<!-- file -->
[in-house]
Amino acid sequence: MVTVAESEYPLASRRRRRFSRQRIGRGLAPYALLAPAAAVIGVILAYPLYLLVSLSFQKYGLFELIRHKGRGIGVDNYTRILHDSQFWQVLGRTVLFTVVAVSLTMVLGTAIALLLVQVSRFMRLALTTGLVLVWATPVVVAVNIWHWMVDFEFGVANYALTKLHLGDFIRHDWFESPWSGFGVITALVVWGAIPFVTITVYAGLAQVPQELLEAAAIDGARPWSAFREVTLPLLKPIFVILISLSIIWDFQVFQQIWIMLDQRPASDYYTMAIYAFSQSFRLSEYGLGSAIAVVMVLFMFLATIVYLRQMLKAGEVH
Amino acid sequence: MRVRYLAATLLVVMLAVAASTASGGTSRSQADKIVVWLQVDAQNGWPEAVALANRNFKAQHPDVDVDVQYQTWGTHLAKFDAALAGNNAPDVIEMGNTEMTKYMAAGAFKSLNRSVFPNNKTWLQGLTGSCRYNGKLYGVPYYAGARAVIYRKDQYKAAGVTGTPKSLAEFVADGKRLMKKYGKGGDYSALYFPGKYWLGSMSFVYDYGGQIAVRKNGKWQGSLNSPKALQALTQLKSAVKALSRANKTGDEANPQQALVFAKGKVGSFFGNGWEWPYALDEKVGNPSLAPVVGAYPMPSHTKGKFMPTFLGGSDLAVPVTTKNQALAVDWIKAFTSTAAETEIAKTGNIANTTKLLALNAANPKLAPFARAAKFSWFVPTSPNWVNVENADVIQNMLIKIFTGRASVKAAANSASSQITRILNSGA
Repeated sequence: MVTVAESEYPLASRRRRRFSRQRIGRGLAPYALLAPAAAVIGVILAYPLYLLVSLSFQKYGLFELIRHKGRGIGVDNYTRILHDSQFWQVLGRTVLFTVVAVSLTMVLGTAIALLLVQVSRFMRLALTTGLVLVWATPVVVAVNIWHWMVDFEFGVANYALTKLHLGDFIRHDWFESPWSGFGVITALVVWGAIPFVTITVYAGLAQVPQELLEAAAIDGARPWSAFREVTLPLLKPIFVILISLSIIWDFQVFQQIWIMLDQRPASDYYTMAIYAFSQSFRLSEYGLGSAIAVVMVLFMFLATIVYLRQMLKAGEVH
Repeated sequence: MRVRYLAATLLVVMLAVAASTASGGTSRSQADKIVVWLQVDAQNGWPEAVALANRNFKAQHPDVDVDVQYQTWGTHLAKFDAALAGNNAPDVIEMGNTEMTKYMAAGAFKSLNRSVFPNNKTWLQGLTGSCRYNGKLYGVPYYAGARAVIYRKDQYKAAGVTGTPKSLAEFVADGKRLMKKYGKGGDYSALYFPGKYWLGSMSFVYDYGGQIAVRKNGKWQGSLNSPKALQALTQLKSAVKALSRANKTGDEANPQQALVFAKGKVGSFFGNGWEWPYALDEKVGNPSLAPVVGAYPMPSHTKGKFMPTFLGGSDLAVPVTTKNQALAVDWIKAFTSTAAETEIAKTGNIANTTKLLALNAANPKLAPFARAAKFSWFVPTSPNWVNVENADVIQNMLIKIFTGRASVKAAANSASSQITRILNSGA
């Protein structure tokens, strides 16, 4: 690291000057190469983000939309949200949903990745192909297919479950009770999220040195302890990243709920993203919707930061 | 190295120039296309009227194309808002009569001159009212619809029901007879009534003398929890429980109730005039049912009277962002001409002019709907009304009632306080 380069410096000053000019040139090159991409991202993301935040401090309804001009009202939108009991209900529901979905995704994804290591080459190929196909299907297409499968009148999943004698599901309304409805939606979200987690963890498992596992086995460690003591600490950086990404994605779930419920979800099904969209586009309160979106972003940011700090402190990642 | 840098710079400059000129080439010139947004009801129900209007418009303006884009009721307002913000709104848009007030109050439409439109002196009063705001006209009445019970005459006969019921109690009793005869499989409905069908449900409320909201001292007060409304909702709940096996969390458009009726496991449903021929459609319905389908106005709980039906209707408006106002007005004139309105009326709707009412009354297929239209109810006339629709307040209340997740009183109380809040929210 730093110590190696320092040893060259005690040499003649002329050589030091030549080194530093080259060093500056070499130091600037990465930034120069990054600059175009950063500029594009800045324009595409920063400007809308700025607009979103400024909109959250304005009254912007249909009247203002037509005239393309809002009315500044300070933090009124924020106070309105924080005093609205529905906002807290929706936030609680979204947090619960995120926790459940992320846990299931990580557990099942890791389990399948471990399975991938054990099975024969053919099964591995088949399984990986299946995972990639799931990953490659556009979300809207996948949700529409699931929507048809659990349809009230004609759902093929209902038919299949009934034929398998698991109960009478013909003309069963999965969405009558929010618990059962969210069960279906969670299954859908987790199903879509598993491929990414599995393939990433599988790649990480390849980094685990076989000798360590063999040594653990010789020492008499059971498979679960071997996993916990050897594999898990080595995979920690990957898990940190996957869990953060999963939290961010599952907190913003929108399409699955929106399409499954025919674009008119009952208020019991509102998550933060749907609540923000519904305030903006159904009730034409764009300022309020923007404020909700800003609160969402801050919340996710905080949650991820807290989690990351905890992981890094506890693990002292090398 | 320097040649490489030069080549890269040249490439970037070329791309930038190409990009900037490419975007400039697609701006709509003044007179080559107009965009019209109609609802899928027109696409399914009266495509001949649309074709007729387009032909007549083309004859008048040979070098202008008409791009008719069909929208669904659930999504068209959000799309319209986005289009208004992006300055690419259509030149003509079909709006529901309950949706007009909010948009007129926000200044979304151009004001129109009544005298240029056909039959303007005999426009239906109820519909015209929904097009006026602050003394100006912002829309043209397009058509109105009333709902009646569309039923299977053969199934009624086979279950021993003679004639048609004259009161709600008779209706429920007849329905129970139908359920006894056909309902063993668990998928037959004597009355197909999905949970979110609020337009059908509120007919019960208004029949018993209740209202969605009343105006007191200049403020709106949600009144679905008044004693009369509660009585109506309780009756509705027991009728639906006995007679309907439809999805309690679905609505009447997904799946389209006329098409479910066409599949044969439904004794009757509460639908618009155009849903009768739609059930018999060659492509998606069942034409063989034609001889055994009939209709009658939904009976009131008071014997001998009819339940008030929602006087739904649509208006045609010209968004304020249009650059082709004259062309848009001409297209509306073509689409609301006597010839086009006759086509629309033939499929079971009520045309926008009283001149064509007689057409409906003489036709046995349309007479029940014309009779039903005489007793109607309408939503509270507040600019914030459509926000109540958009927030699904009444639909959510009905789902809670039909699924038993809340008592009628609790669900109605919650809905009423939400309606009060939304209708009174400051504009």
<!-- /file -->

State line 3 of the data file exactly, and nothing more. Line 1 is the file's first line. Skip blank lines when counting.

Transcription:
Amino acid sequence: MRVRYLAATLLVVMLAVAASTASGGTSRSQADKIVVWLQVDAQNGWPEAVALANRNFKAQHPDVDVDVQYQTWGTHLAKFDAALAGNNAPDVIEMGNTEMTKYMAAGAFKSLNRSVFPNNKTWLQGLTGSCRYNGKLYGVPYYAGARAVIYRKDQYKAAGVTGTPKSLAEFVADGKRLMKKYGKGGDYSALYFPGKYWLGSMSFVYDYGGQIAVRKNGKWQGSLNSPKALQALTQLKSAVKALSRANKTGDEANPQQALVFAKGKVGSFFGNGWEWPYALDEKVGNPSLAPVVGAYPMPSHTKGKFMPTFLGGSDLAVPVTTKNQALAVDWIKAFTSTAAETEIAKTGNIANTTKLLALNAANPKLAPFARAAKFSWFVPTSPNWVNVENADVIQNMLIKIFTGRASVKAAANSASSQITRILNSGA